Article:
It is that time of year when folks pause and give thanks, even if it’s only for enough of a pause between dinner and the Black Friday specials to digest Grandma’s gravy. Children cut out Gratitude Leaves and write down what makes them feel grateful, and widely separated families see each other face to face so they can renew their gratitude that, whatever their lot in life, they don’t live like Cousin Rudy. It is a time for expressing thanks.
I have prepared a vaguely similar blog. I like to think I express my gratitude throughout the year, even to those people who arrive at five minutes to closing on a night of sleet and ice with a car full of boxes and want their boxes back. But sometimes I may miss a few people in my rush of work, and I would like to cite a few things I am Almost Grateful For.
I am grateful that someone brought me this special 15th anniversary edition of Tom Clancy’s The Hunt for Red October. What I am less grateful for is the knowledge that this book is now itself fifteen years old.
I am grateful to all those of you who will remember my warnings and NOT drop off books from Thursday to Sunday this weekend. I am grateful for this because I would hate to have you risk your life fighting past all the Black Friday shoppers (we are mere blocks from Best Buy, after all) when the building is CLOSED.
By the way, this seems a good time to point out that although the building is CLOSED, and we do not want any book donations, the World War I exhibits and the A.C. (Almost Christmas) McClurg bookstore on the first floor will, um, be open. There will be plenty of Black Friday specials at the bookstore. But the people there cannot, cannot take the time to come and haul your books in. I will be specially grateful, as I say, if you can wait until Cyber Monday.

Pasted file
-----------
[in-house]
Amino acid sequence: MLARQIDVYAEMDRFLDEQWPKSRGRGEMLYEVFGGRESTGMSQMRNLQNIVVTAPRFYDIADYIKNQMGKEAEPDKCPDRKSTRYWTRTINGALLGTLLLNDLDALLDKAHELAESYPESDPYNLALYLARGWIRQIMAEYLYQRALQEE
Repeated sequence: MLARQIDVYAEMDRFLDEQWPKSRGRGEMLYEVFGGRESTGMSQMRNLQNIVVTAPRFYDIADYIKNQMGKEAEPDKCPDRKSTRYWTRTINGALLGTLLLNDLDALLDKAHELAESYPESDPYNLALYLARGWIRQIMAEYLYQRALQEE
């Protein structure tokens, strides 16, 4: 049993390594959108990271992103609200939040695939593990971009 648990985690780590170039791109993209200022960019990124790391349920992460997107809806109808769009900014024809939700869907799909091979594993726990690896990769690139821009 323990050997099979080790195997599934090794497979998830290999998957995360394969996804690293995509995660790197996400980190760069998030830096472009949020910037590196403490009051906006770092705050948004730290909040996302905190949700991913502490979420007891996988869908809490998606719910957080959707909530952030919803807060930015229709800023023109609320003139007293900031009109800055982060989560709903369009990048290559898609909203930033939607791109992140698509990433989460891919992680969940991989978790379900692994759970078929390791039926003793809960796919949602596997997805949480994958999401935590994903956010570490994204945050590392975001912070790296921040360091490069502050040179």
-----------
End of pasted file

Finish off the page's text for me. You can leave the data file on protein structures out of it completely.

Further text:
I am always grateful for the odd clippings that come in books. I am happy to know that somebody is going to make a Doritos-flavored version of Mountain Dew. This is a timely warning, and I will thus not be frightened when I go down the…wait, will it be in the chips aisle or among the soda pops? I am also kind of grateful for the clipping about Peter Bergman, another one of the great unsung heroes of our time. Mr. Bergman is that man who looked out of your television and announced, “I’m not a doctor, but I play one on TV.” I am not grateful to learn that he did this twenty-eight years ago. (What was I doing when all this time went by? Sorting books?)
I am almost bgrateful for this beautiful collection of dance cards from area high schools and colleges: they conjure up visions of girls in crinolines and boys in tuxes, gathered in the Sheraton Ballroom under the watchful eyes of the Guests of Honor: Brother Theodore, Sister Mary Wendolyn, etc. The problem is that so many people have fallen in love with this collection that I may have to rent a safe deposit box for it until I sort out the offers.
What it comes down to, as always, is that I am grateful to have a job where I can see and learn and read so much about so many different kinds of people. (Just looking up data for this blog, I read a previous Thanksgiving column and remembered what one of my late volunteers said about the fur coat she was getting rid of. Vintage stuff.) If these people can just remember I DON”T want to see or learn or read about them for the next four days, I can be completely grateful to get back to the old bookstand on Monday.